Moss Rose, Portulaca grandiflora, with Flowers of Two Colors as a Result of a Mutation


Relationship Between Genetic Mutation & Evolution 

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DNA needs to be copied when cells divide, so that each new cell has a complete set of genetic instructions. The cellular process of copying DNA is full of mechanisms that check and double check the construction of a new DNA molecule. But when changes, or DNA mistakes do occur, it is usually harmful or at best has no effect on the organism.

Article Summary: A mutation is an alteration of a gene's DNA sequence. Mutations are usually bad news, but those rare changes that benefit an organism are the raw material of evolution.
Relationship Between Genetic Mutation & Evolution
In this diagram, mutations with natural selection result in a population darker in color.
In This Diagram Mutations With Natural Selection Result in a Population Darker In Color
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Mutations & Natural Selection
Natural selection is the mechanism of evolution, the process in nature by which the organisms that are best adapted to their environment tend to survive and transmit their genetic characteristics to the next generation in greater numbers. Individuals less well adapted to their environment tend to be eliminated, where environment represents the combined biological and physical influences.

The meaningful difference between the organisms in a population is genetic; differences in the genome of one member of a population compared to the others. These differences arise through mutation.

The Power Is in Natural Selection over Time
Over time, natural selection can even result in sub-populations within a species being so genetically different that they are no longer able to reproduce with each other. They become separate species (reproductive isolation). But natural selection does not always result in new forms or species. Natural selection may also result in the elimination of species from the environment (extinction).

Natural Selection Example: The Peppered Moth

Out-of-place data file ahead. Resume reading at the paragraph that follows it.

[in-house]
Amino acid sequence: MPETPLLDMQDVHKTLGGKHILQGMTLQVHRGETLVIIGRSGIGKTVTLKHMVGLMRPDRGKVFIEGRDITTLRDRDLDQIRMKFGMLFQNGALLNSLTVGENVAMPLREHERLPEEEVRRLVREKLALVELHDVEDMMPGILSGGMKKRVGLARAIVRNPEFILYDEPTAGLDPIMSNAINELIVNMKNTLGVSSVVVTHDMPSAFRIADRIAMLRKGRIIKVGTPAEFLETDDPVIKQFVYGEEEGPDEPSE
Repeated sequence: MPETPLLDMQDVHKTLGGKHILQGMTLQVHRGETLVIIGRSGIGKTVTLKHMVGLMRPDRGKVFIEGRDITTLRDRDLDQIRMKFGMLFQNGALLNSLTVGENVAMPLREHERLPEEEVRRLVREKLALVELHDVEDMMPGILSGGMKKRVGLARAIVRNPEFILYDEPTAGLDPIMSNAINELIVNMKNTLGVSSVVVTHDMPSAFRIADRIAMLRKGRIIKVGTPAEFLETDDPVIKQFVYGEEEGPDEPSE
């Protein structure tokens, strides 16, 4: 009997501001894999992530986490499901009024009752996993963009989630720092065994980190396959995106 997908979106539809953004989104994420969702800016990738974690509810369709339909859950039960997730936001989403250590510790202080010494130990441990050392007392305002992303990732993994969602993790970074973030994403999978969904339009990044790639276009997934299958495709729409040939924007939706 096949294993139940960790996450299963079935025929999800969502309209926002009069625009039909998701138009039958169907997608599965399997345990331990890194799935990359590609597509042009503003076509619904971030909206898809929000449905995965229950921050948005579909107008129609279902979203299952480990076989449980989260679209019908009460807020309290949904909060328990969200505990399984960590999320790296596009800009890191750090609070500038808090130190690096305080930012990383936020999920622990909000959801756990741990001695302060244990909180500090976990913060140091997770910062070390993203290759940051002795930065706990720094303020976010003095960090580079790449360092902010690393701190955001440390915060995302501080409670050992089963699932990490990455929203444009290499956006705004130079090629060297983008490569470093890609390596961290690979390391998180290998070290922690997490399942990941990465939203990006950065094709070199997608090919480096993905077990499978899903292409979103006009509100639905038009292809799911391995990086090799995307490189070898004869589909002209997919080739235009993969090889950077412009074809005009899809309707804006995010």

The peppered moth (Biston betularia) is a temperate nocturnal moth species that provides a great example of natural selection. In England, the common color of peppered moths was light gray (Biston betularia f. typica), prior to the industrial revolution, and the moth’s light gray color closely matched the lichen-covered trees in their environment.

There was also a mutated color variant in the moth population that resulted in some, relatively rare, very dark colored moths (Biston betularia f. carbonaria). Their numbers remained low because when these dark moths landed on the light grey lichen-covered tress, they were easy targets for predators.

But the industrial revolution changed the environment in a way that impacted these two peppered moth variants, and changed the population. Early coal-based industry was extremely dirty, and around large cities, everything was essentially covered in soot. This high level of pollution killed the light gray lichens on trees and the bark became much darker in appearance.

When the light-colored peppered moths landed on the same trees they had always landed on, they were extremely visible against the dark bark, and easy targets for predators. The dark colored moth variant now had the advantage, being harder for predators to spot and more often living long enough to reproduce.

Over generations, the polluted environment continued to favor darker moths, and they progressively became more common. By the late 19th century, 98% of the moths near cities were black.

Modern air pollution controls have since significantly cleaned up the environment. The cleaner environment has allowed the lichens to grown back, and the trees have returned to a lighter in color. Now, natural selection favors lighter moth varieties so they have become the most common and the dark-colored variant is again rare.

Sources
  • Brown, Bryson (2007) Evolution: A Historical Perspective. Greenwood Press
  • Campbell & Reece (2005) Biology, 7th Edition. Pearson


Portions of this article originally appeared on Suite101 online magazine.​​


Page last updated 5/2013

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